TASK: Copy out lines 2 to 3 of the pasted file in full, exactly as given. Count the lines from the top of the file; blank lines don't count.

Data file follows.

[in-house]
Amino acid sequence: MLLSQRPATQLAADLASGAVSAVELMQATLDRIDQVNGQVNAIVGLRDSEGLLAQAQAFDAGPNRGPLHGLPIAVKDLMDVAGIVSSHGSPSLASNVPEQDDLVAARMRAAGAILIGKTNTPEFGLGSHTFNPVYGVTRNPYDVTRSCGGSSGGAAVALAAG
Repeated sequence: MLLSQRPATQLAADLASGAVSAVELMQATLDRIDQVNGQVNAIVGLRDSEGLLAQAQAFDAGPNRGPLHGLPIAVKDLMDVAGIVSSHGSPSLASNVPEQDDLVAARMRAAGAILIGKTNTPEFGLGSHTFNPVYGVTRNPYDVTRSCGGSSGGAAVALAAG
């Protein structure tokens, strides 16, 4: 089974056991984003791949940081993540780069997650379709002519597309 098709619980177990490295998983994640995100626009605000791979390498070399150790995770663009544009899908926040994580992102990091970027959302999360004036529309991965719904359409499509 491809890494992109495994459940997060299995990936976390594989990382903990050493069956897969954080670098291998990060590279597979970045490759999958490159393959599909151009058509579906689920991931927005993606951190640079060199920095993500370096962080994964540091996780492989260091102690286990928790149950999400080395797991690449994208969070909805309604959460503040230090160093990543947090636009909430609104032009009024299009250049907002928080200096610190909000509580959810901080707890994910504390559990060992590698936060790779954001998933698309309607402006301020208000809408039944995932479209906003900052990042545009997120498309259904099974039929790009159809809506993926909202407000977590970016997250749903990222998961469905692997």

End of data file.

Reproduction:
Amino acid sequence: MLLSQRPATQLAADLASGAVSAVELMQATLDRIDQVNGQVNAIVGLRDSEGLLAQAQAFDAGPNRGPLHGLPIAVKDLMDVAGIVSSHGSPSLASNVPEQDDLVAARMRAAGAILIGKTNTPEFGLGSHTFNPVYGVTRNPYDVTRSCGGSSGGAAVALAAG
Repeated sequence: MLLSQRPATQLAADLASGAVSAVELMQATLDRIDQVNGQVNAIVGLRDSEGLLAQAQAFDAGPNRGPLHGLPIAVKDLMDVAGIVSSHGSPSLASNVPEQDDLVAARMRAAGAILIGKTNTPEFGLGSHTFNPVYGVTRNPYDVTRSCGGSSGGAAVALAAG